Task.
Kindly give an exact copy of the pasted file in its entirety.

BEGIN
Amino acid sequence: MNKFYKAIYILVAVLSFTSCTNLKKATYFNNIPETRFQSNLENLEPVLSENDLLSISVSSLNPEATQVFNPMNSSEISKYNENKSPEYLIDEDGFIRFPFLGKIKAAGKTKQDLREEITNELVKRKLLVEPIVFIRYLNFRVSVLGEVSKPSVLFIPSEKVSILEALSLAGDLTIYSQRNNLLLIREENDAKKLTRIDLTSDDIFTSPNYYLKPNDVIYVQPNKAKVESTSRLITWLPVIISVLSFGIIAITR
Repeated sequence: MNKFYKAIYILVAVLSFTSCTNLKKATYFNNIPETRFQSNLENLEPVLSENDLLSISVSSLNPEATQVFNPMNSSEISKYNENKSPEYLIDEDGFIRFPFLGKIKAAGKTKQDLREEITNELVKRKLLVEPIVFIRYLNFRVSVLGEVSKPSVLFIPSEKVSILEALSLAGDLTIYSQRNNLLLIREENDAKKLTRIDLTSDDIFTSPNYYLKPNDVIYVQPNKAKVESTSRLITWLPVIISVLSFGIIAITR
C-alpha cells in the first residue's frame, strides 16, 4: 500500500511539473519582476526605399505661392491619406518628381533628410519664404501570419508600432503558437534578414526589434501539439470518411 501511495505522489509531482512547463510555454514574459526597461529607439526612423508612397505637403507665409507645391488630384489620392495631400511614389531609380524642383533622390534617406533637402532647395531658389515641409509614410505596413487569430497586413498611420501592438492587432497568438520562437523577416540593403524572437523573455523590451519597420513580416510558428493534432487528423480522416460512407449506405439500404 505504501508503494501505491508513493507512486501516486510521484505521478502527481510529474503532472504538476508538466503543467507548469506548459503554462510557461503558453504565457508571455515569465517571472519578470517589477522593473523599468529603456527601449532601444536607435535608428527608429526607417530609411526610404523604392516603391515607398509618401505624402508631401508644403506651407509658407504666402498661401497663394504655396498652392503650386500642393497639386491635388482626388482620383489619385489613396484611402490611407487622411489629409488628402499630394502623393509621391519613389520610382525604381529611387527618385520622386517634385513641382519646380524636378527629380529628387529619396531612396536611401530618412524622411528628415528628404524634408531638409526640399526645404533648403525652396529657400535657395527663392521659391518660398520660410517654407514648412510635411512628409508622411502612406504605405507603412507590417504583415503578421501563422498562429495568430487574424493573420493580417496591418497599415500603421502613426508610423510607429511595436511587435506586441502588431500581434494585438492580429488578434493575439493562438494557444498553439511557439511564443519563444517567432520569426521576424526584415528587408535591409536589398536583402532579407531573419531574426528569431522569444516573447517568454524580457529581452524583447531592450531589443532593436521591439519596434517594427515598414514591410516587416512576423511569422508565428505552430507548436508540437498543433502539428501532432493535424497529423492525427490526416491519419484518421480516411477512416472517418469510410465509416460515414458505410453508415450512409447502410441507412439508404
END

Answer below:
Amino acid sequence: MNKFYKAIYILVAVLSFTSCTNLKKATYFNNIPETRFQSNLENLEPVLSENDLLSISVSSLNPEATQVFNPMNSSEISKYNENKSPEYLIDEDGFIRFPFLGKIKAAGKTKQDLREEITNELVKRKLLVEPIVFIRYLNFRVSVLGEVSKPSVLFIPSEKVSILEALSLAGDLTIYSQRNNLLLIREENDAKKLTRIDLTSDDIFTSPNYYLKPNDVIYVQPNKAKVESTSRLITWLPVIISVLSFGIIAITR
Repeated sequence: MNKFYKAIYILVAVLSFTSCTNLKKATYFNNIPETRFQSNLENLEPVLSENDLLSISVSSLNPEATQVFNPMNSSEISKYNENKSPEYLIDEDGFIRFPFLGKIKAAGKTKQDLREEITNELVKRKLLVEPIVFIRYLNFRVSVLGEVSKPSVLFIPSEKVSILEALSLAGDLTIYSQRNNLLLIREENDAKKLTRIDLTSDDIFTSPNYYLKPNDVIYVQPNKAKVESTSRLITWLPVIISVLSFGIIAITR
C-alpha cells in the first residue's frame, strides 16, 4: 500500500511539473519582476526605399505661392491619406518628381533628410519664404501570419508600432503558437534578414526589434501539439470518411 501511495505522489509531482512547463510555454514574459526597461529607439526612423508612397505637403507665409507645391488630384489620392495631400511614389531609380524642383533622390534617406533637402532647395531658389515641409509614410505596413487569430497586413498611420501592438492587432497568438520562437523577416540593403524572437523573455523590451519597420513580416510558428493534432487528423480522416460512407449506405439500404 505504501508503494501505491508513493507512486501516486510521484505521478502527481510529474503532472504538476508538466503543467507548469506548459503554462510557461503558453504565457508571455515569465517571472519578470517589477522593473523599468529603456527601449532601444536607435535608428527608429526607417530609411526610404523604392516603391515607398509618401505624402508631401508644403506651407509658407504666402498661401497663394504655396498652392503650386500642393497639386491635388482626388482620383489619385489613396484611402490611407487622411489629409488628402499630394502623393509621391519613389520610382525604381529611387527618385520622386517634385513641382519646380524636378527629380529628387529619396531612396536611401530618412524622411528628415528628404524634408531638409526640399526645404533648403525652396529657400535657395527663392521659391518660398520660410517654407514648412510635411512628409508622411502612406504605405507603412507590417504583415503578421501563422498562429495568430487574424493573420493580417496591418497599415500603421502613426508610423510607429511595436511587435506586441502588431500581434494585438492580429488578434493575439493562438494557444498553439511557439511564443519563444517567432520569426521576424526584415528587408535591409536589398536583402532579407531573419531574426528569431522569444516573447517568454524580457529581452524583447531592450531589443532593436521591439519596434517594427515598414514591410516587416512576423511569422508565428505552430507548436508540437498543433502539428501532432493535424497529423492525427490526416491519419484518421480516411477512416472517418469510410465509416460515414458505410453508415450512409447502410441507412439508404